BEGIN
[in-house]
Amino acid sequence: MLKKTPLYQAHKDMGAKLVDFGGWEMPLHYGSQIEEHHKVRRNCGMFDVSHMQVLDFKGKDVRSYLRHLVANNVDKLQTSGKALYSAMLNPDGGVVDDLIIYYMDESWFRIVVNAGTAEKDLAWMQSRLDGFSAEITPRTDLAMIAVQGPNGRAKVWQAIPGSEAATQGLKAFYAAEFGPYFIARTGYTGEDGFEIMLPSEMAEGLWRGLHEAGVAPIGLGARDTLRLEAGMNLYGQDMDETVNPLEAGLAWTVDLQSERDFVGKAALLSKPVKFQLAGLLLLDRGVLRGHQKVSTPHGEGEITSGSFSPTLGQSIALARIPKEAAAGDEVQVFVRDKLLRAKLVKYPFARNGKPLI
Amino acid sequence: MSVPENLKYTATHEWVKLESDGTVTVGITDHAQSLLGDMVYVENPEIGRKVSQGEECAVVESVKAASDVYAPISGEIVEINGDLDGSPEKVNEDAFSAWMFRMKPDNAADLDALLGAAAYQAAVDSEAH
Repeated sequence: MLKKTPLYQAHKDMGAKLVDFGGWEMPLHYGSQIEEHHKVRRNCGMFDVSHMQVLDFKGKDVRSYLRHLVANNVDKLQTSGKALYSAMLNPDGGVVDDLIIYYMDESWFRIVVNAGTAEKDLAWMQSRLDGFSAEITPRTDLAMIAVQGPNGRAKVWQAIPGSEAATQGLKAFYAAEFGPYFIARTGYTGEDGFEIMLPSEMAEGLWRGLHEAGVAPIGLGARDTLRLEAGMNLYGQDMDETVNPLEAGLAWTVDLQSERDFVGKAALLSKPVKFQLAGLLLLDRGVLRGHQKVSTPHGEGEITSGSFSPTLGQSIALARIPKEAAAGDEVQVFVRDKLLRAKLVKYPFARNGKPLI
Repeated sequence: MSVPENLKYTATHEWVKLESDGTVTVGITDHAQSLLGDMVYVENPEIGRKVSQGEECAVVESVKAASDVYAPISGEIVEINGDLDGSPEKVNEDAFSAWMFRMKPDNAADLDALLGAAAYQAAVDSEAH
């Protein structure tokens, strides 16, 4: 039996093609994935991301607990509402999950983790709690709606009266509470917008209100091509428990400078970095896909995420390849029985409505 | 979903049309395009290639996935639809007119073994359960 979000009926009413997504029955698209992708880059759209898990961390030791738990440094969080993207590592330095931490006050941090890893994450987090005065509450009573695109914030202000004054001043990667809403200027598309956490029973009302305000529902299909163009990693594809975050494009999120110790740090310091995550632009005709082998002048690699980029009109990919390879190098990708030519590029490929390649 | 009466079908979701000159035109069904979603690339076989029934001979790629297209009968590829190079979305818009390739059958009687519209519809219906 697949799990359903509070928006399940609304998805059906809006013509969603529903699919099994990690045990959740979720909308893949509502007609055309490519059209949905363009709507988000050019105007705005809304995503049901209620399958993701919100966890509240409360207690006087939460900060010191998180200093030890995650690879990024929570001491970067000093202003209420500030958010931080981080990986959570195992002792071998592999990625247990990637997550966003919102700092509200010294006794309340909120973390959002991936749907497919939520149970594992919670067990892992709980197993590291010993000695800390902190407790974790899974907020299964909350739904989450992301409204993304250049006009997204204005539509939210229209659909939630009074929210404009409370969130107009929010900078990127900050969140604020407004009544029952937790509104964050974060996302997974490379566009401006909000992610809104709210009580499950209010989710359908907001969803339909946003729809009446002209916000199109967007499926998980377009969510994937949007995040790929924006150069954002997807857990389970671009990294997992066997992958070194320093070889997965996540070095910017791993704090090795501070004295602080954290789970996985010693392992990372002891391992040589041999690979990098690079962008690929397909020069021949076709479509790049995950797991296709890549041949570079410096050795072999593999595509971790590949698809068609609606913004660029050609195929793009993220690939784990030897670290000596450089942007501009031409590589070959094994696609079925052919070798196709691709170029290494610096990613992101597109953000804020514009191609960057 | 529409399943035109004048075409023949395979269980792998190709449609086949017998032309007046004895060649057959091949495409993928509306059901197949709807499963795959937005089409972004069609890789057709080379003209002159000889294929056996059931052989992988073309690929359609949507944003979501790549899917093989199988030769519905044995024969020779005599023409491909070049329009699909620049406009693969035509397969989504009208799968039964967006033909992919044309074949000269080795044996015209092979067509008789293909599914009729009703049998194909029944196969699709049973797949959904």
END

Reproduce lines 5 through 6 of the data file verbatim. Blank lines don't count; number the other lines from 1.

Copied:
Repeated sequence: MSVPENLKYTATHEWVKLESDGTVTVGITDHAQSLLGDMVYVENPEIGRKVSQGEECAVVESVKAASDVYAPISGEIVEINGDLDGSPEKVNEDAFSAWMFRMKPDNAADLDALLGAAAYQAAVDSEAH
């Protein structure tokens, strides 16, 4: 039996093609994935991301607990509402999950983790709690709606009266509470917008209100091509428990400078970095896909995420390849029985409505 | 979903049309395009290639996935639809007119073994359960 979000009926009413997504029955698209992708880059759209898990961390030791738990440094969080993207590592330095931490006050941090890893994450987090005065509450009573695109914030202000004054001043990667809403200027598309956490029973009302305000529902299909163009990693594809975050494009999120110790740090310091995550632009005709082998002048690699980029009109990919390879190098990708030519590029490929390649 | 009466079908979701000159035109069904979603690339076989029934001979790629297209009968590829190079979305818009390739059958009687519209519809219906 697949799990359903509070928006399940609304998805059906809006013509969603529903699919099994990690045990959740979720909308893949509502007609055309490519059209949905363009709507988000050019105007705005809304995503049901209620399958993701919100966890509240409360207690006087939460900060010191998180200093030890995650690879990024929570001491970067000093202003209420500030958010931080981080990986959570195992002792071998592999990625247990990637997550966003919102700092509200010294006794309340909120973390959002991936749907497919939520149970594992919670067990892992709980197993590291010993000695800390902190407790974790899974907020299964909350739904989450992301409204993304250049006009997204204005539509939210229209659909939630009074929210404009409370969130107009929010900078990127900050969140604020407004009544029952937790509104964050974060996302997974490379566009401006909000992610809104709210009580499950209010989710359908907001969803339909946003729809009446002209916000199109967007499926998980377009969510994937949007995040790929924006150069954002997807857990389970671009990294997992066997992958070194320093070889997965996540070095910017791993704090090795501070004295602080954290789970996985010693392992990372002891391992040589041999690979990098690079962008690929397909020069021949076709479509790049995950797991296709890549041949570079410096050795072999593999595509971790590949698809068609609606913004660029050609195929793009993220690939784990030897670290000596450089942007501009031409590589070959094994696609079925052919070798196709691709170029290494610096990613992101597109953000804020514009191609960057 | 529409399943035109004048075409023949395979269980792998190709449609086949017998032309007046004895060649057959091949495409993928509306059901197949709807499963795959937005089409972004069609890789057709080379003209002159000889294929056996059931052989992988073309690929359609949507944003979501790549899917093989199988030769519905044995024969020779005599023409491909070049329009699909620049406009693969035509397969989504009208799968039964967006033909992919044309074949000269080795044996015209092979067509008789293909599914009729009703049998194909029944196969699709049973797949959904």